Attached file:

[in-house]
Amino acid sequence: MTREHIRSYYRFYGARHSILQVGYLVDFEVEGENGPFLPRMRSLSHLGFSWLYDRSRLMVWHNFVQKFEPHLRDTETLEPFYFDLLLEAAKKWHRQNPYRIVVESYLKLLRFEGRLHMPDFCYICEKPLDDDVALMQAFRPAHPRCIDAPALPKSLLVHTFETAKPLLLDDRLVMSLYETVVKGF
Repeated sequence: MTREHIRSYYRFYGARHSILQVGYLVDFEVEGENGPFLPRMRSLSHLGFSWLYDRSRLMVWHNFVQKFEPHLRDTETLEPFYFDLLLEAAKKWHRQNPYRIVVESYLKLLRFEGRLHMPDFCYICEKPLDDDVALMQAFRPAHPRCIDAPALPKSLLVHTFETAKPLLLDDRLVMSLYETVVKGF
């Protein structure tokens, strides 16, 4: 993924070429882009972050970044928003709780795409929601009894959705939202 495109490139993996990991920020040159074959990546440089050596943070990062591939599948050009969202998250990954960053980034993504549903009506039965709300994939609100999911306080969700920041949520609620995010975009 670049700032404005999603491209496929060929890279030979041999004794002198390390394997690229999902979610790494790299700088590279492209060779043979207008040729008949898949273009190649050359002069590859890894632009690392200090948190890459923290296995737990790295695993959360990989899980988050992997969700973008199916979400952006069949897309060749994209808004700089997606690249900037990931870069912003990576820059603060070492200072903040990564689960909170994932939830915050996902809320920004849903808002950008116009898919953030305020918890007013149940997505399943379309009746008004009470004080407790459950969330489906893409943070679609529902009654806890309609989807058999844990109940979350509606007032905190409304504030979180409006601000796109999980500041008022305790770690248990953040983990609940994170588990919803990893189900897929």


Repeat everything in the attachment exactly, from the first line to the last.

[in-house]
Amino acid sequence: MTREHIRSYYRFYGARHSILQVGYLVDFEVEGENGPFLPRMRSLSHLGFSWLYDRSRLMVWHNFVQKFEPHLRDTETLEPFYFDLLLEAAKKWHRQNPYRIVVESYLKLLRFEGRLHMPDFCYICEKPLDDDVALMQAFRPAHPRCIDAPALPKSLLVHTFETAKPLLLDDRLVMSLYETVVKGF
Repeated sequence: MTREHIRSYYRFYGARHSILQVGYLVDFEVEGENGPFLPRMRSLSHLGFSWLYDRSRLMVWHNFVQKFEPHLRDTETLEPFYFDLLLEAAKKWHRQNPYRIVVESYLKLLRFEGRLHMPDFCYICEKPLDDDVALMQAFRPAHPRCIDAPALPKSLLVHTFETAKPLLLDDRLVMSLYETVVKGF
């Protein structure tokens, strides 16, 4: 993924070429882009972050970044928003709780795409929601009894959705939202 495109490139993996990991920020040159074959990546440089050596943070990062591939599948050009969202998250990954960053980034993504549903009506039965709300994939609100999911306080969700920041949520609620995010975009 670049700032404005999603491209496929060929890279030979041999004794002198390390394997690229999902979610790494790299700088590279492209060779043979207008040729008949898949273009190649050359002069590859890894632009690392200090948190890459923290296995737990790295695993959360990989899980988050992997969700973008199916979400952006069949897309060749994209808004700089997606690249900037990931870069912003990576820059603060070492200072903040990564689960909170994932939830915050996902809320920004849903808002950008116009898919953030305020918890007013149940997505399943379309009746008004009470004080407790459950969330489906893409943070679609529902009654806890309609989807058999844990109940979350509606007032905190409304504030979180409006601000796109999980500041008022305790770690248990953040983990609940994170588990919803990893189900897929």